Yahya never had a term, because he never let any electoral body meet. He resigned after the 1971 War made it clear that the armed forces were close to mutiny if, as he wished, he had tried to carry on. He was replaced by Zulfikar Ali Bhutto as President and CMLA, though he relinquished the office when the 1973 Constitution came into effect on 14 August 1973, and he became PM. The then Speaker of the National Assembly, Fazal Elahi Chaudhry, became President.

He became the first President of Pakistan to complete his term, remaining in office even though Bhutto was removed by a military coup, and COAS Gen Ziaul Haq became CMLA, but not President. When Chaudhry’s term came to an end in August 1978, he remained in office a month longer, until Zia took over.

Zia was deemed elected President by virtue of the December 1984 referendum, and thus he too died with his term incomplete. Ghulam Ishaq Khan became acting President, and was subsequently elected to the post, after the 1988 election. He too did not complete his tenure, resigning to pave the way for the 1993 elections. After those elections, the PPP’s Farooq Leghari was elected, dismissed the PPP government, but then resigning in December 1997 over the judiciary. Rafiq Tarar was then elected, but shorn of the dissolution power. He remained in office after the 1999 coup, resigning in June 2001 so that Gen Pervez Musharraf could take over.

Musharraf was elected President by the outgoing assemblies in October 2007, but had to resign after the 2008 elections, when he position became untenable, and the election in September 2008 was won by Asif Zardari.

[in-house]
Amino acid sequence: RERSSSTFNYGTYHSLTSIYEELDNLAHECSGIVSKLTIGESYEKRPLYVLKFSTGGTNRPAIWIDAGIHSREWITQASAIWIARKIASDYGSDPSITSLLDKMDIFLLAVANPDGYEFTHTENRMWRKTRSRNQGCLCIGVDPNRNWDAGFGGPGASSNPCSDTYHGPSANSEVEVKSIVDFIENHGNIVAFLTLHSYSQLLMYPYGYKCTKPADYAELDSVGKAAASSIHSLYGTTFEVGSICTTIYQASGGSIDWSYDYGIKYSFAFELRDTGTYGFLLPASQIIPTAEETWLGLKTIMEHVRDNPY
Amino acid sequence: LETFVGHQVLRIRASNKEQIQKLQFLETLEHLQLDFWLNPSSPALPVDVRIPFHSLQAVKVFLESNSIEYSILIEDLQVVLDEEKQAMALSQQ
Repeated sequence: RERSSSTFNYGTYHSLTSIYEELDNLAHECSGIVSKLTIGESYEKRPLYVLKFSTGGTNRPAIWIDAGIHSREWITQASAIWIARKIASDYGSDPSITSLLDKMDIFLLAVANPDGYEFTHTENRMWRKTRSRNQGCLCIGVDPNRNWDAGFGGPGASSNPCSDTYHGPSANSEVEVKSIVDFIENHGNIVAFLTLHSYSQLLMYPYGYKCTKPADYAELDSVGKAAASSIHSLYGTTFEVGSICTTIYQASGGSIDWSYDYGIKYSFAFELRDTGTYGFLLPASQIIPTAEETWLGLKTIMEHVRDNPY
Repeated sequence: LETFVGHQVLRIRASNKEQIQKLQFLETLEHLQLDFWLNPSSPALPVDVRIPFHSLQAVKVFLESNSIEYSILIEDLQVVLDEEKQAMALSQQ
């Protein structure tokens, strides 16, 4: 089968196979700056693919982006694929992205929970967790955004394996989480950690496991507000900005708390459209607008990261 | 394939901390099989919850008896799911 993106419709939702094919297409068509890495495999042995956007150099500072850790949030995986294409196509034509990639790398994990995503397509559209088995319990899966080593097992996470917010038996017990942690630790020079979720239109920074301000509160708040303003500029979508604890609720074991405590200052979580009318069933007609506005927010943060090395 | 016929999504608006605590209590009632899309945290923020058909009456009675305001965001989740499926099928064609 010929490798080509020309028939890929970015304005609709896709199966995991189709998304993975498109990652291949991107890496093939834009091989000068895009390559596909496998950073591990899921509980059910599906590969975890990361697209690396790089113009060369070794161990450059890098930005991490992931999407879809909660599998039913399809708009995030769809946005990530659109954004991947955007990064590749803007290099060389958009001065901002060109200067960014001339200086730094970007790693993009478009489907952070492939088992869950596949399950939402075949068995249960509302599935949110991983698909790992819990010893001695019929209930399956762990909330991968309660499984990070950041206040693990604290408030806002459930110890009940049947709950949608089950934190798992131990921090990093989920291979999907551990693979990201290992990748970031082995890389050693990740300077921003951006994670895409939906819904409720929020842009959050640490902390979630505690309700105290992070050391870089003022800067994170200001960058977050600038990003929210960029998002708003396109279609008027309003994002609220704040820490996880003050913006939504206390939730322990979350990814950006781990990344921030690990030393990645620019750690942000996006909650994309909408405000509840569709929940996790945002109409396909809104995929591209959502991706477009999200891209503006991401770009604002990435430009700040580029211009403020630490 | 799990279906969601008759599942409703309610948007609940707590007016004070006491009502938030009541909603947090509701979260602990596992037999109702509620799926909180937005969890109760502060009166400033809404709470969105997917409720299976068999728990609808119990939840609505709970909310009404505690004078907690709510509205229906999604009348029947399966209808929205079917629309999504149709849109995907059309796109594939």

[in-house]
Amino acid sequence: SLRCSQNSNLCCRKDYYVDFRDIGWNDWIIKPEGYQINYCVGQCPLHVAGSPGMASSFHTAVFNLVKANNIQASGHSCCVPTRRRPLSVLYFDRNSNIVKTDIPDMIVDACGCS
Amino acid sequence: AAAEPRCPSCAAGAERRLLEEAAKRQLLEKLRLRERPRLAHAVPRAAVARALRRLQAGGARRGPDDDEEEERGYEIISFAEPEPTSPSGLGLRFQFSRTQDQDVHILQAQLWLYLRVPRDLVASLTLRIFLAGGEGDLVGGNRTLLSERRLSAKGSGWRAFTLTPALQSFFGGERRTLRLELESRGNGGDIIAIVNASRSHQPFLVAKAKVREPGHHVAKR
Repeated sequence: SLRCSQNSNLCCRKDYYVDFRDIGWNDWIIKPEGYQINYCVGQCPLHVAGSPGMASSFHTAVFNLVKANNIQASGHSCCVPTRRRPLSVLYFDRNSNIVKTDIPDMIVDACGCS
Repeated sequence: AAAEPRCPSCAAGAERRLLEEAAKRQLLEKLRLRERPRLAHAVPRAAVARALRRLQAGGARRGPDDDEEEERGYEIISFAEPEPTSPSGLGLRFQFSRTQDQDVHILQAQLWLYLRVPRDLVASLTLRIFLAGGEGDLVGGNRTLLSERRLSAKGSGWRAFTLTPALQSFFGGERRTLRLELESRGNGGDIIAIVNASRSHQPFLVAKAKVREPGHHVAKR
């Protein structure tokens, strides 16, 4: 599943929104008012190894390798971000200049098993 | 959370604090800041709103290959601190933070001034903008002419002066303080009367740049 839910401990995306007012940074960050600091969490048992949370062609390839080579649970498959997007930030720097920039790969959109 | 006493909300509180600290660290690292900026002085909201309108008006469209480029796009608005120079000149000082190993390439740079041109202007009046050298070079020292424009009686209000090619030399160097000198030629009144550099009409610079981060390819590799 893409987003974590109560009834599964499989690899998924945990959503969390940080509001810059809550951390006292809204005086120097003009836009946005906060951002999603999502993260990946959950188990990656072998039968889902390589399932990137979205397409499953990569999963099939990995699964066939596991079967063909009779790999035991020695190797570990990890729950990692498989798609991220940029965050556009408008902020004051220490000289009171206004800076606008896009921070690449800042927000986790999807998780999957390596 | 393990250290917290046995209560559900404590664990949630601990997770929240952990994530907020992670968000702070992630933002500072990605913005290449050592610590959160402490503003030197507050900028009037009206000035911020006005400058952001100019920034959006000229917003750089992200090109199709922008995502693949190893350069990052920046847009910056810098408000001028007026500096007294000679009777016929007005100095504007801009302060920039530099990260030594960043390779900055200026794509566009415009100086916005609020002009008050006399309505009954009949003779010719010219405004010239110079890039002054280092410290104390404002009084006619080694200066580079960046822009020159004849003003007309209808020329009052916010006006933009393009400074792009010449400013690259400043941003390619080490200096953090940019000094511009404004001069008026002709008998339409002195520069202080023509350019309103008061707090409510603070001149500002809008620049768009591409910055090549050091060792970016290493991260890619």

He not only oversaw the returning of the post to a ceremonial one, butwas only the first to leave office on completion of the tenure for which he was elected. His succehe idea of the country as a conssor, Mamnoon Hussain, was elected in July  2013 and left in September 2018, when his tenure ended. The incumbent was elected then.

It might be noted that, because there is no vice-president in the sense of someone to serve out the remainder of a tenure, there is no presidential election season, and every time there is an overstay, the new incumbent gets a full five years, and future elections take place then. To take the present case, the election will be held 30 days after general elections, whenever they are held.

The presidency is a relic of the colonial past, but it is also a powerful symbol of constitutional rule. Any fiddling is at  the peril of upsetting the concept of Pakistan as a constitutional parliamentary democracy.